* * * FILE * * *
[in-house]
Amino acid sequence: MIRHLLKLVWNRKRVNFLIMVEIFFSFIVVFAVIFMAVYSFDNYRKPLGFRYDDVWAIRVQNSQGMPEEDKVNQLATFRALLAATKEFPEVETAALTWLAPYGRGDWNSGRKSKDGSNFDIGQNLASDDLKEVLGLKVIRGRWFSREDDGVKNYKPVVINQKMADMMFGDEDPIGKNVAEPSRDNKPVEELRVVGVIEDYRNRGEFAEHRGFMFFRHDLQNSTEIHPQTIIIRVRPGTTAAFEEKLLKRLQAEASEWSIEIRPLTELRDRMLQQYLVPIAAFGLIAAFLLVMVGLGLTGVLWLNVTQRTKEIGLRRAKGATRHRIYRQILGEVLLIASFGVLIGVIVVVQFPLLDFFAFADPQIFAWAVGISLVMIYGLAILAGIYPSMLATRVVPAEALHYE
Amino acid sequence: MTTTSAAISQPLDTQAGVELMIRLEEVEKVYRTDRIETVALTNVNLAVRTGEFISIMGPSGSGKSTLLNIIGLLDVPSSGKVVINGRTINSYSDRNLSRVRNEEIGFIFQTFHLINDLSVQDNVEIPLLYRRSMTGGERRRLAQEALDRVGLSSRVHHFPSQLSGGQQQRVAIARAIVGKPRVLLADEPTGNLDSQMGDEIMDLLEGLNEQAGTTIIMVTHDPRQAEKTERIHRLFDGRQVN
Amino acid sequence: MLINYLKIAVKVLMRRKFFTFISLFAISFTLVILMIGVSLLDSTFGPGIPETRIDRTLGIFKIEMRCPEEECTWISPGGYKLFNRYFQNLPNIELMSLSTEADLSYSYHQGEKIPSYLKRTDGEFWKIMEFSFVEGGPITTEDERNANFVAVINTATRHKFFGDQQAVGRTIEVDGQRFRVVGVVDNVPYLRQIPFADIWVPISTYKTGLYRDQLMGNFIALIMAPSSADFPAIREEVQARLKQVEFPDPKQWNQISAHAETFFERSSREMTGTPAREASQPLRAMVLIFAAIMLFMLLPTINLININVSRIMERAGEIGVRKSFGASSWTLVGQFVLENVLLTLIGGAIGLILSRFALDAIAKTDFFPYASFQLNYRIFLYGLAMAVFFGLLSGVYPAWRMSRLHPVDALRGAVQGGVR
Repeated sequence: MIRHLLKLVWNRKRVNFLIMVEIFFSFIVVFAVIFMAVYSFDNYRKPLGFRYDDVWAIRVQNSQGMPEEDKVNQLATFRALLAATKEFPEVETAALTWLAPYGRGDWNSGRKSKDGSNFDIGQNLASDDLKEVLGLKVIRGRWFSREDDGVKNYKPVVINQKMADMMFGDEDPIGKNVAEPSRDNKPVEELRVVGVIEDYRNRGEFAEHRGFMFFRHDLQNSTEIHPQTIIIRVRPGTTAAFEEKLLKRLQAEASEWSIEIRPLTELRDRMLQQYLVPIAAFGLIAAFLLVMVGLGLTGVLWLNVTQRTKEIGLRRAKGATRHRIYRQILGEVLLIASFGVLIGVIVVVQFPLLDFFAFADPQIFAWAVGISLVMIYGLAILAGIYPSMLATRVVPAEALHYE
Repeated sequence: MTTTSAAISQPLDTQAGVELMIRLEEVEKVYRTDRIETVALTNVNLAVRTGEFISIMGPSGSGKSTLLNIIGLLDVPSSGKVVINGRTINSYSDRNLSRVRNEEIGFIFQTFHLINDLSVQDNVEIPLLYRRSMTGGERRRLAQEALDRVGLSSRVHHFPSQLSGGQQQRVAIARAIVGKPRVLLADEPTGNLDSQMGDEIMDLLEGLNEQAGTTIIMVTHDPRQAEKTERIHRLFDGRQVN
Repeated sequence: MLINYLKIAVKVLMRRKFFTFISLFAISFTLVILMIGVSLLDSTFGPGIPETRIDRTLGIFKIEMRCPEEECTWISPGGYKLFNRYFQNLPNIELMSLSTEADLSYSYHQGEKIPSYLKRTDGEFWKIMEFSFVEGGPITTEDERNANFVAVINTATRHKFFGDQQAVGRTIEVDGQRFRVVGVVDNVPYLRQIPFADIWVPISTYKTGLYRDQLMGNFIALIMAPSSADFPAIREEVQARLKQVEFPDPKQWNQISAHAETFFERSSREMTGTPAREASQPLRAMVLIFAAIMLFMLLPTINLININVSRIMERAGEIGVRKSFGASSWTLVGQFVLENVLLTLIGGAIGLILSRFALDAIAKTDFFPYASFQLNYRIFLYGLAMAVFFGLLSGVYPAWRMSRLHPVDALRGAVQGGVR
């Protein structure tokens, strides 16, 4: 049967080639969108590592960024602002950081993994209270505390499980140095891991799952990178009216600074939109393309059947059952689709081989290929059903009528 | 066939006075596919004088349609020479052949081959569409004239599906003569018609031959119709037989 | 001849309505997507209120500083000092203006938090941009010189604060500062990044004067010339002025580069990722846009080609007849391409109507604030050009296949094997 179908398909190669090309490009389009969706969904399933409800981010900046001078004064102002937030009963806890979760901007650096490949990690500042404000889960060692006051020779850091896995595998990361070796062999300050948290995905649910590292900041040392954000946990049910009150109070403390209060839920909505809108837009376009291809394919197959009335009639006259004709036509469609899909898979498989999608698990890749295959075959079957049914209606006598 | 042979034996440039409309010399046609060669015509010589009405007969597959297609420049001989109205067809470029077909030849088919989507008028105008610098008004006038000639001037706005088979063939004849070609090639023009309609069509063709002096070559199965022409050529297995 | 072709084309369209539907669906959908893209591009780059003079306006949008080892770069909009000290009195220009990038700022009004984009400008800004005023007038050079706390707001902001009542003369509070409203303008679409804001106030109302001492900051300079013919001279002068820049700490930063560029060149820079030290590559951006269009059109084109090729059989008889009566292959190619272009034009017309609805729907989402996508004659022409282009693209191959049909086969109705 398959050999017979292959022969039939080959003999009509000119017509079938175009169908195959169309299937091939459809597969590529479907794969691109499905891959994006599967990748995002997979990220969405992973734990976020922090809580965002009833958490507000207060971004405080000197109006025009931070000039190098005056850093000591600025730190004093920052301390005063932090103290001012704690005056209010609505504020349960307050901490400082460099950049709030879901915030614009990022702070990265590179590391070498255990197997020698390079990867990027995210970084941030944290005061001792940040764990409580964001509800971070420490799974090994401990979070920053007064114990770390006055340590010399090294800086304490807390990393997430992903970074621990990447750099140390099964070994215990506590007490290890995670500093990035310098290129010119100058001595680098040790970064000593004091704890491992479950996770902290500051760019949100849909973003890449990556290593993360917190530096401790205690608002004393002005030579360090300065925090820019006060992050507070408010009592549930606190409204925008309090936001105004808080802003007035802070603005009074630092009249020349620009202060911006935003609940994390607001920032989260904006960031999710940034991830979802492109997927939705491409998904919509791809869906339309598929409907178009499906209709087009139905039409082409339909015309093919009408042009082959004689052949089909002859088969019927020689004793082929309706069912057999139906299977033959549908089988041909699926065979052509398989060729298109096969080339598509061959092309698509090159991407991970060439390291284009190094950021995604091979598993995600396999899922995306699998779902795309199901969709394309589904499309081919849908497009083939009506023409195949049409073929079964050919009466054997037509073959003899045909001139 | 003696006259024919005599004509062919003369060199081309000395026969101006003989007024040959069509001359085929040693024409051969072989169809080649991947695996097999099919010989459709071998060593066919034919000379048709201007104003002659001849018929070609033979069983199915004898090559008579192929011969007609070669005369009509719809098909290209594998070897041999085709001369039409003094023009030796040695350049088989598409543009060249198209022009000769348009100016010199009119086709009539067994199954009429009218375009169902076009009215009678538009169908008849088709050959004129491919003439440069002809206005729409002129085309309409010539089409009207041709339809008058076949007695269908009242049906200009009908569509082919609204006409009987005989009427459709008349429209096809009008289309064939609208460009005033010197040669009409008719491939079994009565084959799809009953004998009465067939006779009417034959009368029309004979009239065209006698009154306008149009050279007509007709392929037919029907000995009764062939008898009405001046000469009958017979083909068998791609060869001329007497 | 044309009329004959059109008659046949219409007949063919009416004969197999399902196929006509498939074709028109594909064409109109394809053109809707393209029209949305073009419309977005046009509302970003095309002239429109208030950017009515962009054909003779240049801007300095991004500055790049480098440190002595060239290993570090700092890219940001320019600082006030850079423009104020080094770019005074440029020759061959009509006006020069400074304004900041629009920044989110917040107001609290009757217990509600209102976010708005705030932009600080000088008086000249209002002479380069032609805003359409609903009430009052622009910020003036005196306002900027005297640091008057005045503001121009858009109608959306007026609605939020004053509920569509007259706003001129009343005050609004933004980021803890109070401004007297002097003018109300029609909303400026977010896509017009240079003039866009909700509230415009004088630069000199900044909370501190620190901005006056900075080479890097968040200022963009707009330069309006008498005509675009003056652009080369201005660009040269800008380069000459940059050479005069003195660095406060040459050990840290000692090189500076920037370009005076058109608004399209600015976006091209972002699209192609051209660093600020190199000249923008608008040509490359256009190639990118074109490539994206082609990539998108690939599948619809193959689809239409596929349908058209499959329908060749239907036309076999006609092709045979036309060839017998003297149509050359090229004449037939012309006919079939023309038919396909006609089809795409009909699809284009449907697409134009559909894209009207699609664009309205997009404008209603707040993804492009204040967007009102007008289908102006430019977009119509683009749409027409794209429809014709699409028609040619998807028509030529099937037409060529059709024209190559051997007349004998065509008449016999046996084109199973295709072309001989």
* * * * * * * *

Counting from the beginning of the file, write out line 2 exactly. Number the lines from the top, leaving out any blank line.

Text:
Amino acid sequence: MIRHLLKLVWNRKRVNFLIMVEIFFSFIVVFAVIFMAVYSFDNYRKPLGFRYDDVWAIRVQNSQGMPEEDKVNQLATFRALLAATKEFPEVETAALTWLAPYGRGDWNSGRKSKDGSNFDIGQNLASDDLKEVLGLKVIRGRWFSREDDGVKNYKPVVINQKMADMMFGDEDPIGKNVAEPSRDNKPVEELRVVGVIEDYRNRGEFAEHRGFMFFRHDLQNSTEIHPQTIIIRVRPGTTAAFEEKLLKRLQAEASEWSIEIRPLTELRDRMLQQYLVPIAAFGLIAAFLLVMVGLGLTGVLWLNVTQRTKEIGLRRAKGATRHRIYRQILGEVLLIASFGVLIGVIVVVQFPLLDFFAFADPQIFAWAVGISLVMIYGLAILAGIYPSMLATRVVPAEALHYE